The Accordion Club of Tucson was recently honored with the prestigious
Frosini Award at the Las Vegas International Accordion Convention in
June 2005. The award, named for famous accordion performer and instructor
Pietro Frosini, is given to the club that has contributed the most to the
accordion, its music and culture during the preceding year. The competition
was adjudicated by an independent international committee.
ACT was chosen from an impressive list of clubs worldwide for our active
involvement in the community, energetic members and leaders, and overall
commitment to promoting the accordion in our community. Congratulations
to everyone in the Club for an outstanding achievement!
Backstage Tucson Meet Yourself
This award honors the memory of one of the America's great accordionists. Pietro
Frosini was born Pietro Giuffrida in 1885. His father, Michael Angelo Giuffrida
was a poor farmer with a hobby, playing the accordion, which greatly
influenced young Pietro, who began playing at age four. He was a natural,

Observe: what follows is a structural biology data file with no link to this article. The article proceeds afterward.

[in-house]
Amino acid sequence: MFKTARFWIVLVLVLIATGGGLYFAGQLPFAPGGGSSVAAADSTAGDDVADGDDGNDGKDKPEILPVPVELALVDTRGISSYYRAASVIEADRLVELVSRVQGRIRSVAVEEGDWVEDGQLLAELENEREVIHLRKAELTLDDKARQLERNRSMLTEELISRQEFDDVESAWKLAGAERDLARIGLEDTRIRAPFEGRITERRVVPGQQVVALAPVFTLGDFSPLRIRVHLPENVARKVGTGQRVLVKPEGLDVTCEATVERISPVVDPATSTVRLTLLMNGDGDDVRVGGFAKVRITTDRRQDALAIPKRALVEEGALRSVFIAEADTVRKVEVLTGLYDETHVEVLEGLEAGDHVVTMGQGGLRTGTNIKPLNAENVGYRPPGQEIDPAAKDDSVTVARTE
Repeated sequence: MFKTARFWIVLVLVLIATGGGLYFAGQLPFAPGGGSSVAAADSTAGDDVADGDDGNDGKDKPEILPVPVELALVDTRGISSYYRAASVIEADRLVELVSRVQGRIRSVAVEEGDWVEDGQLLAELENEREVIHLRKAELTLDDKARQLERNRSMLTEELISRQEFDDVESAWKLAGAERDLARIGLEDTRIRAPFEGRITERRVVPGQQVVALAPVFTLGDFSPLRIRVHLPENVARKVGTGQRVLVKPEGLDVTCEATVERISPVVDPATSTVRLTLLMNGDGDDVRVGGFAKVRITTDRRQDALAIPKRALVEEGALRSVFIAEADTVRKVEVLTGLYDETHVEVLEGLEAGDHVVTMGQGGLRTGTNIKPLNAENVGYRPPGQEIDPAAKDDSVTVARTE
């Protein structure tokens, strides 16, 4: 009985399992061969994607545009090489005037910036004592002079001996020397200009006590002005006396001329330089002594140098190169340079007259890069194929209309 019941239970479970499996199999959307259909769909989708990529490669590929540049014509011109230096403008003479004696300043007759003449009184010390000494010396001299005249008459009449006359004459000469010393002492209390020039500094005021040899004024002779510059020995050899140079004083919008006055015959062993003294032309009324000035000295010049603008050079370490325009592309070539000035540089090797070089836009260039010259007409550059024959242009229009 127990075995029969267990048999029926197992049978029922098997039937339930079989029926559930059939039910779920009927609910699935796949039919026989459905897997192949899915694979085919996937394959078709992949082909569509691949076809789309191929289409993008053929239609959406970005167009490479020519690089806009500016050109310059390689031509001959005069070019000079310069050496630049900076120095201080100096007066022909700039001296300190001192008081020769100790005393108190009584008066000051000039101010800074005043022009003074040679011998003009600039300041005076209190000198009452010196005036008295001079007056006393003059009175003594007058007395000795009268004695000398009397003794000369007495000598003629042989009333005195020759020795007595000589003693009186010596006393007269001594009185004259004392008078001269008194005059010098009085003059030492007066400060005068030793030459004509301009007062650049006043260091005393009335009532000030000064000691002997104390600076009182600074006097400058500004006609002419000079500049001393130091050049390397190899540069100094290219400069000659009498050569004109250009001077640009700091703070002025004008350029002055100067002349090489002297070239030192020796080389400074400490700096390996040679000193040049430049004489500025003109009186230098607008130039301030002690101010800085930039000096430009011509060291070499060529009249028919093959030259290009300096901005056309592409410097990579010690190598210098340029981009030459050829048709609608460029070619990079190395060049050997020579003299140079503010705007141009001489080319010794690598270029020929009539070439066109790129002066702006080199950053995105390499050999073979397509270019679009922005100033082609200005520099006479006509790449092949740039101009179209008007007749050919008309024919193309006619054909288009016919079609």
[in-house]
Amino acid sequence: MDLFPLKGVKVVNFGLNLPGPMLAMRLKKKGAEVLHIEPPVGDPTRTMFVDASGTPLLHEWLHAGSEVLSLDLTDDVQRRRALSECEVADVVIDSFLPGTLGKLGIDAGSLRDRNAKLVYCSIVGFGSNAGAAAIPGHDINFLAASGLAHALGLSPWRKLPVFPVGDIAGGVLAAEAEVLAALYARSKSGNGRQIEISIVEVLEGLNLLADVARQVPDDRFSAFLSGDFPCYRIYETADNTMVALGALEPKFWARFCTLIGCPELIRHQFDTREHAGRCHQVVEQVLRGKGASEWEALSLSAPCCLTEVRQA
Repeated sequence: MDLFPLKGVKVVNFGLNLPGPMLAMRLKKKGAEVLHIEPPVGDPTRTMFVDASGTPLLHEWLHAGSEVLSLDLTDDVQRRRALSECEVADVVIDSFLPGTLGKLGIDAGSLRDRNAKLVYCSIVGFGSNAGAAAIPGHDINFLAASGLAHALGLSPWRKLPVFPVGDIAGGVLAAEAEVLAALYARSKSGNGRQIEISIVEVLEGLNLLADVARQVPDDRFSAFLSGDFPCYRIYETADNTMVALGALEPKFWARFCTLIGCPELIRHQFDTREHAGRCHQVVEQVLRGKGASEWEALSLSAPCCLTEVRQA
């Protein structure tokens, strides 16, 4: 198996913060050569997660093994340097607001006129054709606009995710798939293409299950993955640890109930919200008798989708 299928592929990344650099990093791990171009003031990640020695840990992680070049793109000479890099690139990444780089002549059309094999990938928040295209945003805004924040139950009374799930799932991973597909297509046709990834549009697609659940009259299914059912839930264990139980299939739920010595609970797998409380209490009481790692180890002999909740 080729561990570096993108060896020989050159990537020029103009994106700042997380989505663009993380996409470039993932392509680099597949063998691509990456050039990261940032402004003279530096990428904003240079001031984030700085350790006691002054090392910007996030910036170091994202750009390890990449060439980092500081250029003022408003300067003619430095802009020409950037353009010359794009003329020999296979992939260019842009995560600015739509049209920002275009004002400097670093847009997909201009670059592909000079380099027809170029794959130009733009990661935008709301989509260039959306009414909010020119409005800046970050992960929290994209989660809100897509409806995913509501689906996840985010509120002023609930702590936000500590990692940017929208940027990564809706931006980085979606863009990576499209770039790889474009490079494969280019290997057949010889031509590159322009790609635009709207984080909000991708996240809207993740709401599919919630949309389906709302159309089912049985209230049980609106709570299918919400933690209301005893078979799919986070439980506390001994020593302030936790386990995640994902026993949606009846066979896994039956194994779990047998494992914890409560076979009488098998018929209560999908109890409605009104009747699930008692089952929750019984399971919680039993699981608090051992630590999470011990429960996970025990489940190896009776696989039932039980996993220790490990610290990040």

playing parts of operas, overtures, waltzes and folkdances...always from
memory. When he was older, he received a scholarship to a music
conservatory. But he was unable to study accordion there, so he played
cornet, piano and organ.
In his 20’s, Pietro joined the English seaway as a cornet player in their orchestra. One day in 1905, they arrived in San Francisco, and Pietro decided to stay. It was then that he changed his last name. Why Frosini? Nobody is certain. We only know that Rossini was his favorite composer and that an admired teacher at the music conservatory was named Frontini.
He quickly met Guido Deiro, who convinced Pietro to change his approach from classical to more popular styles. Then in 1913, he moved to New York, where he lived until his death in 1951 entertaining, composing, playing, teaching and raising a family.
Frosini composed approximately 200 original pieces for the accordion, mostly light and entertaining. Pietro Frosini, along with Pietro Deiro and Anthony Galla-Rini, dominated the accordion scene in the United States throughout most of the Twentieth Century.